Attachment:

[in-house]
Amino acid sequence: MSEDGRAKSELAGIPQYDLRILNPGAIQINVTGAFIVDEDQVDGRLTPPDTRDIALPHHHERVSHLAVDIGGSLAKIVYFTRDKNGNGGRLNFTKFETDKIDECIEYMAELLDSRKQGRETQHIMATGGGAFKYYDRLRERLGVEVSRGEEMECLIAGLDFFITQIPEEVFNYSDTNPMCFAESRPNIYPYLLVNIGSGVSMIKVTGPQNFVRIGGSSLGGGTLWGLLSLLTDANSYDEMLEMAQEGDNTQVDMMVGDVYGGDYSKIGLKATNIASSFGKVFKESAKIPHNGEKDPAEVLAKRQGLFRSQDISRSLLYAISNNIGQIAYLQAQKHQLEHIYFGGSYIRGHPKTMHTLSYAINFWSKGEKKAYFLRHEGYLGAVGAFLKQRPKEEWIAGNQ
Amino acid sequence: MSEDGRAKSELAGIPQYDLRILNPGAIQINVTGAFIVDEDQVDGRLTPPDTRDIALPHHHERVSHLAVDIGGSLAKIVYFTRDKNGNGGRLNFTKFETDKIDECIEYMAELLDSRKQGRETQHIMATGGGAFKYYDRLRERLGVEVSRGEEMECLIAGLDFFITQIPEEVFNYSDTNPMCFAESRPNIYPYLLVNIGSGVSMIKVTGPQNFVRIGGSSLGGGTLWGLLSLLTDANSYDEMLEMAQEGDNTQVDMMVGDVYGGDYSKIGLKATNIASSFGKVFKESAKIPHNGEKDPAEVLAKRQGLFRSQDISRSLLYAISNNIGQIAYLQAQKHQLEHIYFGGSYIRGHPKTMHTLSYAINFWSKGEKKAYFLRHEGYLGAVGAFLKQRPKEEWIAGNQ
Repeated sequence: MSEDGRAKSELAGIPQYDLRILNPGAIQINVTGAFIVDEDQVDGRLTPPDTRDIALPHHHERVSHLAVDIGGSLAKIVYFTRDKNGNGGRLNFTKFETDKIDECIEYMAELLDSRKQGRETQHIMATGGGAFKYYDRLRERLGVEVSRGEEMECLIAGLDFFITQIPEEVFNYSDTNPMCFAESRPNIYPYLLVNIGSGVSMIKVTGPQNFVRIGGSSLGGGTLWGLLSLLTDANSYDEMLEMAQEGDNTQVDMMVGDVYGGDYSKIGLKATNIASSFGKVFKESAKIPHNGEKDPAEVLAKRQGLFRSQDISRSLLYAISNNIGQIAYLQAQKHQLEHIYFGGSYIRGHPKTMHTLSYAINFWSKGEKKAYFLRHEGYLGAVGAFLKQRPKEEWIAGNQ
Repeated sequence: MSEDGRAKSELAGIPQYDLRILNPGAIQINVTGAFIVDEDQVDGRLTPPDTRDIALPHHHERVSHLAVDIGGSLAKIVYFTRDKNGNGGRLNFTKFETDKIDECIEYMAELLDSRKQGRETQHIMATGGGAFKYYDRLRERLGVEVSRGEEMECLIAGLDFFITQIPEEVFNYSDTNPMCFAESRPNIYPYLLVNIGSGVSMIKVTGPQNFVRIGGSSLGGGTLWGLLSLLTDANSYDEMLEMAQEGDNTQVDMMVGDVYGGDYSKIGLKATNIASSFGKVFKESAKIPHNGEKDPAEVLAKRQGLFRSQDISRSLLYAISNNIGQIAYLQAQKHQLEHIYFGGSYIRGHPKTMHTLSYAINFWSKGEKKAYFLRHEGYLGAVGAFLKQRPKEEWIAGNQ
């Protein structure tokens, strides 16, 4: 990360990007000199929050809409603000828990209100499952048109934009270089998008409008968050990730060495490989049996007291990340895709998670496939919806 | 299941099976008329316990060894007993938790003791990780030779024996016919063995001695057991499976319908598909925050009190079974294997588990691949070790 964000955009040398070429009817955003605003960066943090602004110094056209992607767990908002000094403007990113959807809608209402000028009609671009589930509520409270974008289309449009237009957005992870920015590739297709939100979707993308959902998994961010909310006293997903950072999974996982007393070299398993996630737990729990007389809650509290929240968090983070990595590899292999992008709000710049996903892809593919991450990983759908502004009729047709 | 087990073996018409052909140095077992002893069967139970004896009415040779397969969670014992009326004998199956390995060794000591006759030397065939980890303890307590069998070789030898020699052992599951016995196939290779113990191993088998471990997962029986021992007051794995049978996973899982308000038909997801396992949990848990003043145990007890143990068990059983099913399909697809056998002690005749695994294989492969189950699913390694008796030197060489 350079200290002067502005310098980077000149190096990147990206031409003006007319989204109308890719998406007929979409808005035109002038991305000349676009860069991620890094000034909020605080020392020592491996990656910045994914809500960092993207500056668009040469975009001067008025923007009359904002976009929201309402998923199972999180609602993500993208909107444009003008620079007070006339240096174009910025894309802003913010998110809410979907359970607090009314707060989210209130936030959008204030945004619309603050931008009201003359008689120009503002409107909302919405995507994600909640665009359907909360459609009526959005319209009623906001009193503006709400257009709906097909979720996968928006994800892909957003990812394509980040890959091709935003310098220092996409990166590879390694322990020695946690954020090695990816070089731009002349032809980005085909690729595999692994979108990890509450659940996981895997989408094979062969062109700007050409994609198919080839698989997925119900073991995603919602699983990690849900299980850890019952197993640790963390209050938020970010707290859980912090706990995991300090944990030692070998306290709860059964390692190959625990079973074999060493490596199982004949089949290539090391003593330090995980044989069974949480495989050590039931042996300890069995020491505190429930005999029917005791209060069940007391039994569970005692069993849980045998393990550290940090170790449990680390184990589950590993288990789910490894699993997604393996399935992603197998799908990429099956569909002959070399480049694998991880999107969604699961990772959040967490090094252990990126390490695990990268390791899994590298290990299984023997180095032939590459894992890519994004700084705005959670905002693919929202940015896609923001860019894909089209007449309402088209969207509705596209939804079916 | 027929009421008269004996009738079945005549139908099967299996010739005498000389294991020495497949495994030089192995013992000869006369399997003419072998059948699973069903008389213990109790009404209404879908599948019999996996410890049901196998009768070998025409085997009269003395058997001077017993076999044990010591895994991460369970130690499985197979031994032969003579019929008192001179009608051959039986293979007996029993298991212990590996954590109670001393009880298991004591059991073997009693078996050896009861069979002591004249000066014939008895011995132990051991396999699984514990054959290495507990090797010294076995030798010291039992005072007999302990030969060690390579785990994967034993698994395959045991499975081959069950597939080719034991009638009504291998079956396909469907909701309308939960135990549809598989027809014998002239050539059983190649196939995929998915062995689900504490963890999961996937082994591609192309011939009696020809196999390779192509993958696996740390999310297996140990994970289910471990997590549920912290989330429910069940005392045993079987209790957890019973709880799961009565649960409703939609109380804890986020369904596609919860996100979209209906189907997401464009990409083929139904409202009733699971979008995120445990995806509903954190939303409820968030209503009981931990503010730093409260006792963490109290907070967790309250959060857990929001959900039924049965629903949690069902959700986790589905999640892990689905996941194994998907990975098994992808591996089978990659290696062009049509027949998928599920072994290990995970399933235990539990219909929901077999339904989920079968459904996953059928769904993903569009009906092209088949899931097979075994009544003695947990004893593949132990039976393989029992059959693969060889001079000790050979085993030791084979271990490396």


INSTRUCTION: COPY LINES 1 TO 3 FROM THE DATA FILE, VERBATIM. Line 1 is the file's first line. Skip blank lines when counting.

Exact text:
[in-house]
Amino acid sequence: MSEDGRAKSELAGIPQYDLRILNPGAIQINVTGAFIVDEDQVDGRLTPPDTRDIALPHHHERVSHLAVDIGGSLAKIVYFTRDKNGNGGRLNFTKFETDKIDECIEYMAELLDSRKQGRETQHIMATGGGAFKYYDRLRERLGVEVSRGEEMECLIAGLDFFITQIPEEVFNYSDTNPMCFAESRPNIYPYLLVNIGSGVSMIKVTGPQNFVRIGGSSLGGGTLWGLLSLLTDANSYDEMLEMAQEGDNTQVDMMVGDVYGGDYSKIGLKATNIASSFGKVFKESAKIPHNGEKDPAEVLAKRQGLFRSQDISRSLLYAISNNIGQIAYLQAQKHQLEHIYFGGSYIRGHPKTMHTLSYAINFWSKGEKKAYFLRHEGYLGAVGAFLKQRPKEEWIAGNQ
Amino acid sequence: MSEDGRAKSELAGIPQYDLRILNPGAIQINVTGAFIVDEDQVDGRLTPPDTRDIALPHHHERVSHLAVDIGGSLAKIVYFTRDKNGNGGRLNFTKFETDKIDECIEYMAELLDSRKQGRETQHIMATGGGAFKYYDRLRERLGVEVSRGEEMECLIAGLDFFITQIPEEVFNYSDTNPMCFAESRPNIYPYLLVNIGSGVSMIKVTGPQNFVRIGGSSLGGGTLWGLLSLLTDANSYDEMLEMAQEGDNTQVDMMVGDVYGGDYSKIGLKATNIASSFGKVFKESAKIPHNGEKDPAEVLAKRQGLFRSQDISRSLLYAISNNIGQIAYLQAQKHQLEHIYFGGSYIRGHPKTMHTLSYAINFWSKGEKKAYFLRHEGYLGAVGAFLKQRPKEEWIAGNQ